Charr’d Bourbon Kitchen and Lounge

When I heard that Marriott was opening a luxury hotel in Jeffersontown, Ky. – a bourbon-themed hotel, no less, with a destination restaurant and bar – I must say I was skeptical. True, Marriott was spending $22 million to renovate the former Park Inn. But the location of the property – on the edge of an industrial park in the middle of Hurstbourne Parkway Suburban Chain Wonderland – did not seem promising.

From the outside, it still doesn’t. To get to the Marriott Louisville East, you take Bluegrass Parkway and turn into what looks like the CarMax parking lot. But do keep going, and keep the faith past the hotel’s unremarkable exterior, because what is inside is pretty special, from décor to dessert.

With a nod to the natural elements that go into making bourbon, hotel decorators used lots of wood and limestone, warmed with rich, deep colors and punctuated with clever nods to specific bourbon brands, such as the sculptural red roses that adorn one wall near the conference rooms.

The dramatic lobby opens up to the plush seating and bourbon-centric bar of the Charr’d Bourbon Kitchen & Lounge. Food and beverage director Kris Thomas, below, who grew up near Distillery Row in Shively and who opened BLU at the downtown Marriott, had a very specific goal for the bar. “We had 50 bourbons at BLU,” he said; since the minimum bottling proof for bourbon is 80 proof, “we decided that we will carry at least 80 bourbons at all times” at Charr’d. There were 85 when I visited.

The name Charr’d plays both on the char inside bourbon barrels and on the finish of a great steak. “I hope people don’t think ‘burned food,’” Kris said with a laugh, “but I think they’ll get it.”

Executive Chef Ryan Montgomery formerly worked at Masa’s in San Francisco and most recently at Jeff Ruby’s Steakhouse at Belterra Casino.

Many of the dishes on the menu incorporate bourbon, and the meats are smoked in a smoker made with wood from used bourbon barrels. The menu is divided by dates connected to Prohibition: appetizers are listed under “before 1920,” salads are listed under “Prohibition” (“because it’s what you should do, but it’s not that much fun,” Kris said) and entrees are “after 1933.” Side dishes are called “side cars.”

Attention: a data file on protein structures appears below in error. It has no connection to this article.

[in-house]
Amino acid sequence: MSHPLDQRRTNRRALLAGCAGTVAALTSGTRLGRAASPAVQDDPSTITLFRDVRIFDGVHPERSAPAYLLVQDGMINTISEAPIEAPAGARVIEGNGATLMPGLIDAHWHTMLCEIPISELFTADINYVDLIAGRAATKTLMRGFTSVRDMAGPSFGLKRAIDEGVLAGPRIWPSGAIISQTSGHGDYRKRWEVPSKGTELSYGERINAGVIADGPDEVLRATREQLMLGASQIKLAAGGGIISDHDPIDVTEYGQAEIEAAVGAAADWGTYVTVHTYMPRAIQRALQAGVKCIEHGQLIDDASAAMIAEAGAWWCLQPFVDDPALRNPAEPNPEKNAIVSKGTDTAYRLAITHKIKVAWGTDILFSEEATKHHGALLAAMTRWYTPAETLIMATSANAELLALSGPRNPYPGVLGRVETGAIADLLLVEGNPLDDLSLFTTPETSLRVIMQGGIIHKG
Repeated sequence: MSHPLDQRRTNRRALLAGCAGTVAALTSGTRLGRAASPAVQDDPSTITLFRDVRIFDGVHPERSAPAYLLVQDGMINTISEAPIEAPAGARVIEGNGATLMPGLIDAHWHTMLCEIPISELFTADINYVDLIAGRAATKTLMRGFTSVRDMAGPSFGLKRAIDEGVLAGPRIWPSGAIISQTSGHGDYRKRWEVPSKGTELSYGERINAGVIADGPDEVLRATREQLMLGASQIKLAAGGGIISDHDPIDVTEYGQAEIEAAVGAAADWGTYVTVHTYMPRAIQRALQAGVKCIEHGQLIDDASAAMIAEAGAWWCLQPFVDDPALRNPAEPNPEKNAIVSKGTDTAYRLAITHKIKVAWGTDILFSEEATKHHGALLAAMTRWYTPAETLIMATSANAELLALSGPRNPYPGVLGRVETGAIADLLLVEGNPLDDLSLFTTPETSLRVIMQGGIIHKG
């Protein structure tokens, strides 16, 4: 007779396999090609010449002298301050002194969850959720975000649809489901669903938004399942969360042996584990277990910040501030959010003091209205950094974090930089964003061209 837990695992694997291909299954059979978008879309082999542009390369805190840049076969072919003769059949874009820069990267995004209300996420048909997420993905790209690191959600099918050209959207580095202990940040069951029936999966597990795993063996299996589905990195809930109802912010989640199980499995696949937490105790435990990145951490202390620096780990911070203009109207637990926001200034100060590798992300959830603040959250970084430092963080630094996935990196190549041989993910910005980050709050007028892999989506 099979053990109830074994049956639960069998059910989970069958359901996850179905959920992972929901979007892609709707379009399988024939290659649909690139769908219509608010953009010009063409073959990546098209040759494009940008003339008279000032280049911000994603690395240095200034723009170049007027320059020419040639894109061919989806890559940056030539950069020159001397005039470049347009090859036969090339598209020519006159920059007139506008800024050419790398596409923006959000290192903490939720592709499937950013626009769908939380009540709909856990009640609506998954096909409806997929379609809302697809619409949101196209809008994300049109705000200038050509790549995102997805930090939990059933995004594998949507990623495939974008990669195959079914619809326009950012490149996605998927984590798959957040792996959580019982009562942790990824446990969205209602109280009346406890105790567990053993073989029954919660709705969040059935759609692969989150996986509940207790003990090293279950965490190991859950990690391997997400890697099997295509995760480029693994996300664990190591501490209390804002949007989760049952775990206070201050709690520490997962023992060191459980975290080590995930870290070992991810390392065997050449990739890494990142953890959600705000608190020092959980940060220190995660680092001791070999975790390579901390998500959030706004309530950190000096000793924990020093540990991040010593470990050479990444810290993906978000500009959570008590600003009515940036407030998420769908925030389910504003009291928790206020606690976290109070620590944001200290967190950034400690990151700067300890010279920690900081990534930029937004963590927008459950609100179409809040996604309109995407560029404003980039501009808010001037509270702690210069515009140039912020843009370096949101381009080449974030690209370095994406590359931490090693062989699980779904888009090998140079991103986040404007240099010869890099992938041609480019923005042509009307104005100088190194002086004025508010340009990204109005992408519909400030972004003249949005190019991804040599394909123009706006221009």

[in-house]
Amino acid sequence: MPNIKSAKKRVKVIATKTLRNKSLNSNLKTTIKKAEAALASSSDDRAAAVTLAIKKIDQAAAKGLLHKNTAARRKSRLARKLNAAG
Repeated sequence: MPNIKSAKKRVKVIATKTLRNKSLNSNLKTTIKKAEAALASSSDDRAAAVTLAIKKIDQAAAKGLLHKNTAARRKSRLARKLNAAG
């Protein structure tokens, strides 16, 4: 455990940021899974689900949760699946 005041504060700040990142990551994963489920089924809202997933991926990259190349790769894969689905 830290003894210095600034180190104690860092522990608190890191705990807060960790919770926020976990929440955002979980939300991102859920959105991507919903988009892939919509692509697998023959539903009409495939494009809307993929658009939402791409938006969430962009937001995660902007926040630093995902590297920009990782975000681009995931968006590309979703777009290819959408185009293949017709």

While many of the restaurant’s customers will be travelers, Kris intends for Charr’d to become a standalone restaurant that will draw local bourbon lovers as well. “We want to be a destination restaurant,” he said, citing two other suburban examples on the Urban Bourbon Trail: Limestone Restaurant and Bourbons Bistro.

Charr’d is planning a grand opening in September. I was invited to sample the menu during the current soft opening (note that the menu was still evolving, so some choices may differ). My Maker’s 46 Manhattan was expertly mixed. At Kris’ suggestion, I followed it with a blackberry Manhattan that incorporated Red Stag that was also quite tasty (pictured at top).

The food was uniformly good. We started with the Barrel Wings, which are smoked over the bourbon-barrel wood and then fried. The sweet bourbon barbecue sauce was the perfect balance between sweet and spicy; it also enhanced an entree portion of the Maker’s Mark Bourbon ribs to smoky, savory effect. The cheddar biscuits in the bread basket were accompanied by a pat of sweet bourbon butter.

My pork chop was thick and juicy, but the real revelation was the shredded cooked cabbage on the side. I don’t even particularly like cabbage, but I ate every single bite. Dessert was cheesecake atop with bourbon-soaked berries, below.

Now that I’ve visited, I think Charr’d’s location could very well work in its favor, giving bourbon lovers a full-service option that isn’t downtown. “There is nothing like this out this way,” says bartender Len Hayes. “We want to appeal to people who wouldn’t normally go to a hotel lobby bar.”

Charr’d is at 1903 Embassy Square Blvd. and is open seven days a week for breakfast, lunch and dinner. For more information, click here.

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